I’ve been weepy the past few days.  I’m sure it’s partly hormones and exhaustion (Lupron, AF, the holidays, J’s family, 5 days of Southern food-induced constipation – that’s PLENTY of cause for tears).  It started in earnest on my cab ride home from the airport, and then I crumpled into a red-faced, teary mess when I got home.  It’s a good think J stayed down South a couple of extra days, because he would have been so worried to see me that upset.  There’s something about coming home to an IVF cycle that can really do a number on a girl’s emotional stability.  You’re away, distracted by other things, feeling like a normal person, and then the reality smacks you in the face –  YOU’RE INFERTILE.  It’s a tough one to assimilate, because no one ever anticipates ending up here.  When I was in that cab, a blanket of sadness descended on me: “My eggs are crap.  I’m not ever going to be able to have my own biological child.  It’s something most people take for granted, but it’s not in the cards for me.  EVER.”  It’s kind of mind-blowing.  I had this petulant 3-year-old-like thought, “But I have some GOOD qualities that might have been nice to pass on.”  You have to imagine it with a whine and a stomped foot for the full effect.

So, I thought I’d list the traits I’m sad not to pass on.  Maybe I can argue away some of that sadness.  It’s debatable which of these are inheritable, anyway, right?

1.  I’m sad not to pass on my eyes.  It’s one of the traits I like best about myself – kind of large, round, blue eyes with thick eyelashes.  I could have tried to search for a donor with similar eyes (we found one who looked more like me than the donor we finally chose), but eye color didn’t come near to trumping intelligence, temperament, and interests for me.  This is the most superficial of my regrets, but it hits me the hardest when I see other mothers with their children.  I scan the adult face and the small one, looking for similarities.  Of course, J’s eyes aren’t blue, so our kids could have easily ended up with brown, green, or hazel eyes, anyway.  It’s silly, I know.

2.  I have a passionate love for beauty and a sensitivity to it.  Now, I don’t know if that’s something that can be taught or not.  Maybe a little bit, but I think it’s also just part of my make-up.  It’s the ability to be really moved by things – a combination of words, a color, a photograph, a piece of music.  I guess that’s one of the qualities that feels most essentially “me”.  That’s something I would have liked to have shared with my child.  I really hope I still can.

4.  I have a strong sense of empathy.  It’s not always the easiest trait to have, but I still value it.  I think that can be taught, though.  J is pretty damn empathetic for a man, and our donor seems to be, so that’s reassuring.

5.  I love to dance and am pretty good at it.  I got this from my dad and my grandmother.  In the scheme of things, not so important, though.  I can teach my kid to enjoy dancing – that’s the important thing.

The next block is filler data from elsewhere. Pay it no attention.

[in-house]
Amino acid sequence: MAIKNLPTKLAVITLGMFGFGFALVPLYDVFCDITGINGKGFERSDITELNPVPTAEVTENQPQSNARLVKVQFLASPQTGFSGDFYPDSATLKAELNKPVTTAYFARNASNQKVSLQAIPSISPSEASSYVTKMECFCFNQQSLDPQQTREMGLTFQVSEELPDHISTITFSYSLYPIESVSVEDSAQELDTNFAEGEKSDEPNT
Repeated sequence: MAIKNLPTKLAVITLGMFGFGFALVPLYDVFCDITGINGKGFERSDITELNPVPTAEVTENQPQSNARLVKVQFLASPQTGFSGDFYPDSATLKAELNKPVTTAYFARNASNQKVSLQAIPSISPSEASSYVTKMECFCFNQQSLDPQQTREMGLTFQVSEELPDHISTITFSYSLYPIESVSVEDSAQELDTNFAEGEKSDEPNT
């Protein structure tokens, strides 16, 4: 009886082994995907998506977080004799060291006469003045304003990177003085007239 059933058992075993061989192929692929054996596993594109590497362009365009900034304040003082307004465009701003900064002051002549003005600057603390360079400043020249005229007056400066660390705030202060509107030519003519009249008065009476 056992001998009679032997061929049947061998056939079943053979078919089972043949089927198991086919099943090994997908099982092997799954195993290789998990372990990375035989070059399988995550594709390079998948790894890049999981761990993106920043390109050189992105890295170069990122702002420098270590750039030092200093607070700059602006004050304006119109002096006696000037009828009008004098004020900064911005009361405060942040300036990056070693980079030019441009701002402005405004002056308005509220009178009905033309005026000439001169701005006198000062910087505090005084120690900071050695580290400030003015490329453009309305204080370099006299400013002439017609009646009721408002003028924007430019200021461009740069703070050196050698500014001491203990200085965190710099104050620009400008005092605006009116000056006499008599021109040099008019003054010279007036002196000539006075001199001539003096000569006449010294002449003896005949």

6.  I think I have strong drive to try to be a good person, to treat people well, and to try to do something worthwhile with my life.  Sometimes I’m more successful than others, and I don’t know how much real good I’m doing with my life right now, but at least it’s a drive that’s a part of me.  I guess it’s a sense of altruism.  Can that be taught?  Probably.

7.  I’m curious.  I’m interested in a lot of things and always like learning.  That’s definitely teachable.  I believe kids innately have this quality and then it’s unfortunately pounded out of them by peer pressure and crappy teachers.

When I look at it carefully, I think the qualities that I really value about myself ARE teachable qualities, or they’re qualities that my donor also has.  They’re things I still can share with my child.  And then there are the things – either serious or trivial – I’m happy NOT to pass on:

1.  Possible risk of infertility.  My cycles have always been irregular, so I’m not positive it’s only age-related.

2.  Sensitive, fair, delicate skin.  SUCH a pain.

3.  Hips and thighs that make jean shopping a pain in the ass.  Petite and curvy is not easy to shop for.

4.  Allergies and asthma.  J has asthma and food allergies, and so do I, so it’s good that we have a donor who won’t add to that genetic risk, at least.

5.  There’s a good chance my child would have ended up being a Cystic Fibrosis carrier, because I have two mutations – luckily minor and non-symptomatic (a surprise fun fact I found out when we first saw an RE – that’s a whole OTHER story).

6.  It wouldn’t hurt to give my kids several more inches in height than I have.

7.  A decent amount of anxiety and insomnia seems to run in my family.  It’d be nice to spare them that.

I always feel comforted when I read our donor’s profile.  Her temperament and outlook on life are very similar to mine, actually.  I believe she has a sensitivity to beauty like I do and that she’s constantly curious.  She seems to want to make a difference in the world (she’s an ER nurse), and to help people.  She seems kind, warm, and generous.  She’s maybe less tightly-wound than I am, which would definitely be a plus.  She even loves to read the classics, is interested in the arts, and is left-handed, like me.  All in all, I’m not giving up that much, when I really look at it carefully.  Will it matter that my child’s eyes are almond shaped instead of round, that he or she has olive skin instead of pink and white?  Not so much.  I’ll be able to teach my child to view the world with wonder and to live with integrity and passion.  That’s what really matters.

God, if only this will work.  Please let it work.

– Patience